Coronavirus crisis provides retail with unexpected opportunities
Andreas Grüss: ‘Small towns are currently enjoying increased customer frequency’
It is undisputed that the retail sector has suffered immensely from the coronavirus crisis and the associated economic consequences. While the willingness of customers to shop in the metropolises and large cities still leaves a lot to be desired due to the prevailing restrictions, small towns currently seem to be experiencing a surprising economic upswing. Despite all the euphoria, however, experts warn that this is only temporary.
It is summer 2019, the year before the outbreak of coronavirus. In many places, small German towns are bemoaning the increasing vacancy of retail space. There is talk of the ‘extinction of retail’. Retailers are more concerned with creating concepts to ‘revitalise the market’ than with selling their goods. Affected industry players wonder who is supposed to buy the products. The consumers spending sprees seem to have been satisfied by the online retailers. People have apparently reached a saturation point with shopping. And those who haven't are drawn to the big cities, which usually have much more to offer in terms of shopping experience.
Admittedly, this is a rather striking portrayal of the problem faced by merchants in small towns. Nevertheless, it describes the complex issues with regard to their economic future quite accurately. However, not all companies have to face these challenges to the same extent. The small grocer on the corner is often not nearly as well positioned operationally and strategically as, say, the global fashion chain or the electronics retailer. And yet they are in the same boat. After all, only the right mix of suppliers – namely grocery stores and large-scale retail chains – often has the appeal that lures us into the sales areas and ultimately to the checkouts.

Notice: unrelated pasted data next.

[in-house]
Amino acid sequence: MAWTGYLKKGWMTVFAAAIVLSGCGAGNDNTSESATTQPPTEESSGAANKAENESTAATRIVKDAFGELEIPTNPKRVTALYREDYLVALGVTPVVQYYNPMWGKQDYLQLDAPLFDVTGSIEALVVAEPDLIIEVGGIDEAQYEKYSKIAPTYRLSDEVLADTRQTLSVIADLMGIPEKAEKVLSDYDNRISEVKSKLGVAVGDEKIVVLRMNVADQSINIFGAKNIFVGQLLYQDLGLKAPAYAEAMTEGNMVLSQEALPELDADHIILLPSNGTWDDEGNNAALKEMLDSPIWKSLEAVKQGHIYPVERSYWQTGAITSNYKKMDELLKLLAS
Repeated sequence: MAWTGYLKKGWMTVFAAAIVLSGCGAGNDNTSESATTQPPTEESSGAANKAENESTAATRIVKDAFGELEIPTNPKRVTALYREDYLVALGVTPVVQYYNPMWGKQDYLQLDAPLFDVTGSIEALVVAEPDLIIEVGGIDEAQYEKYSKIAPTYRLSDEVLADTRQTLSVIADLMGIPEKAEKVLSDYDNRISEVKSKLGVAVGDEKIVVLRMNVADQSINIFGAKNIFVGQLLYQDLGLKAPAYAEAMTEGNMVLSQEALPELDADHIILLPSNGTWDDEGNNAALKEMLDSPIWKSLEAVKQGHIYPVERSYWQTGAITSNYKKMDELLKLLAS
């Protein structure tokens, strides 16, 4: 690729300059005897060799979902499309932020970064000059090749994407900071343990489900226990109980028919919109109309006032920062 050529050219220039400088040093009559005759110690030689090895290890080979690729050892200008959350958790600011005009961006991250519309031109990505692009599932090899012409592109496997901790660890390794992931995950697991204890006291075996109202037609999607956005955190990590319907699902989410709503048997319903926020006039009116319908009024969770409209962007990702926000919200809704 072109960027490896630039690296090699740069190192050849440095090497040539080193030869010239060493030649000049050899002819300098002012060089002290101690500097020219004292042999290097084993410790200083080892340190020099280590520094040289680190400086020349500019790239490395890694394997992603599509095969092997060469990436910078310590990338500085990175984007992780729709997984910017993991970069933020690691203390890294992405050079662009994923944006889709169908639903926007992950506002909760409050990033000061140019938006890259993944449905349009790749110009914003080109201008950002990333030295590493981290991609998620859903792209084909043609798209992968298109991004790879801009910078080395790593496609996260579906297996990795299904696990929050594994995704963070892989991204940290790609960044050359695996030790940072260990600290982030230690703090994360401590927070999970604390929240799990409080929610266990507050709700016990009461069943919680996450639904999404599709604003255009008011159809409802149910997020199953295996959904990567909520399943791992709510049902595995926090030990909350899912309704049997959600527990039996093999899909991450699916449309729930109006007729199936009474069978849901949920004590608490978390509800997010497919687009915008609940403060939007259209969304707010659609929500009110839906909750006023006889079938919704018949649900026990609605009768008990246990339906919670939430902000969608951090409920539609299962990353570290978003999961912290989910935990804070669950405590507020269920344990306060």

Today, one year later, one might think that coronavirus has made the situation even worse for the vendors in those small towns. But the opposite currently seems to be the case. ‘At the moment, retailers in many small towns are enjoying an increase in customers’, emphasises Andreas Grüß, Managing Director at the Lührmann Group, which specialises in the leasing and sale of commercial properties in prime city centre and Big Box Retail locations and has offices in Osnabrück, Berlin, Düsseldorf, Munich, Hamburg and Frankfurt. ‘People are increasingly shopping locally these days, literally on their own doorstep’, he states.
Restrictions on public life and compulsory face masks in shops do dampen the mood for shopping when it comes to travelling further distances, e.g. to take advantage of a more diverse range of products on offer in large cities. However, it presumably reinforces the consumers’ feeling that they can support regional trade with their purchases. So why travel far afield for a dull shopping experience when I can find it right on my own doorstep and my money can largely benefit the local economy?
At the same time, this assumption should not make us forget that the currently strongly reduced tourism flow in the big cities has a huge influence on the statistics and the estimates of the experts. The comparison between small and large cities therefore lags a little, but the core message remains: ‘The smaller cities should use the positive development to present themselves to consumers with innovative retail and city centre concepts’, emphasises Andreas Grüß.
The fact that he could be spot on with his theory is backed up by the statements of various industry players. Unfortunately, none of them were willing to make a public statement. ‘On the subject of coronavirus, the trade is highly sensitive,’ confirms the Osnabrück real estate expert. They don’t want to go too far out on a limb and it's best not to associate the company with the coronavirus crisis in any way in the first place. However, representatives of large retail chains and specialist stores confirm Grüß's assumption off the record.